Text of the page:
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Portland Man Accused of Threatening Federal Employee Near Courthouse: ‘It’s a Paintball Gun Now, But…’

The U.S. Department of Justice announced on Tuesday that a 20-year-old Portland man has been charged for allegedly threatening a federal employee near the Mark O. Hatfield U.S. Courthouse on Monday.

The suspect, identified as Dakota Kurtis Means, is accused of following the employee around 5:30 a.m. on Monday, “yelling obscenities,” carrying a paintball gun, and threatening to bring an “AR” later.

“Means was carrying a black colored paintball rifle and yelled ‘it’s a paintball gun now, but it’s going to be an AR later,’ seemingly referring to an AR-15 assault rifle,” according to Portland federal prosecutors. “Means was arrested a short time later near the courthouse by U.S. Marshals Service deputies.”

Means faces charges for forcibly assaulting, impeding, and intimidating a federal employee. He entered a not guilty plea on Monday. A one-day jury trial is scheduled for Oct. 27.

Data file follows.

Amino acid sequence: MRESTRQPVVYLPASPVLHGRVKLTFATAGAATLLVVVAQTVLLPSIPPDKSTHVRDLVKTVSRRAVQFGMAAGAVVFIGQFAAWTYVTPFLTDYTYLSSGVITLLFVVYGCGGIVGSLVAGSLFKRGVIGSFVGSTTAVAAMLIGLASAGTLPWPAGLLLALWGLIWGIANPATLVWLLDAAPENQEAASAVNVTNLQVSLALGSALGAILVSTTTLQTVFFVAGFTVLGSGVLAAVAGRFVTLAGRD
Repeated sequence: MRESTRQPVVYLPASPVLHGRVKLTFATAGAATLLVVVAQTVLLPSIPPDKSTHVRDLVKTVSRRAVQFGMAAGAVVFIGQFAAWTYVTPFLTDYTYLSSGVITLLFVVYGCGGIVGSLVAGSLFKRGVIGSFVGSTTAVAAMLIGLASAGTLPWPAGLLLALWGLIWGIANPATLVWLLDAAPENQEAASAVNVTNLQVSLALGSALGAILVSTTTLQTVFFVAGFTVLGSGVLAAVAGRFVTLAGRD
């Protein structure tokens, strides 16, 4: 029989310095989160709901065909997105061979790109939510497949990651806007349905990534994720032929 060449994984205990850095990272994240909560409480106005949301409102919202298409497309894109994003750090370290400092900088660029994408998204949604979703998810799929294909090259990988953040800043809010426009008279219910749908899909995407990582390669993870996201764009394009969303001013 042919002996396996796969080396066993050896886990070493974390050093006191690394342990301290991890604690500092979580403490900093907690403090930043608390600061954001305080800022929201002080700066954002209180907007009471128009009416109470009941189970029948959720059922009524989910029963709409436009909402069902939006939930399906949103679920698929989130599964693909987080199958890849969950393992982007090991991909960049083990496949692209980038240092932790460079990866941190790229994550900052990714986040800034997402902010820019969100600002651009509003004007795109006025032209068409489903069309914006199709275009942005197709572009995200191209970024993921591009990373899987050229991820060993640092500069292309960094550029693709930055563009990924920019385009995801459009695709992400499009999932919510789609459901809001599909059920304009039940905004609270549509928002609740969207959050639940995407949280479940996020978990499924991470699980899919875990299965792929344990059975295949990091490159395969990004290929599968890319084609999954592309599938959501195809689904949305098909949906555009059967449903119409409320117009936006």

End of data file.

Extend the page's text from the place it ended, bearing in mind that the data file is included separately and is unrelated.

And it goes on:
The Mark O. Hatfield U.S. Courthouse has been a “nightly target of vandalism during evening protests and riots, sustaining extensive damage,” the Department of Homeland Security said as recently as three weeks ago.

Acting Homeland Security Secretary Chad Wolf testified in August that the presence of federal officers in Portland was necessary because local and state police let violent threats at the courthouse go unchecked.

“If violence is directed (at the federal courthouse), they would not engage, they would not make arrests,” Wolf said.

The feds say that they have made numerous arrests in connection with “nightly criminal activity” that started on May 26—the day after the Minneapolis police killing of George Floyd. The alleged crimes, according to the government, include “assaults on law enforcement officers, destruction of property, looting, arson, and vandalism.”

Portland police have made hundreds of protest-related arrests since late May.

[Image via U.S. Attorney for the District of Oregon]

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Matt Naham is managing editor of Law&Crime. He formerly worked as news editor and weekend editor at Rare.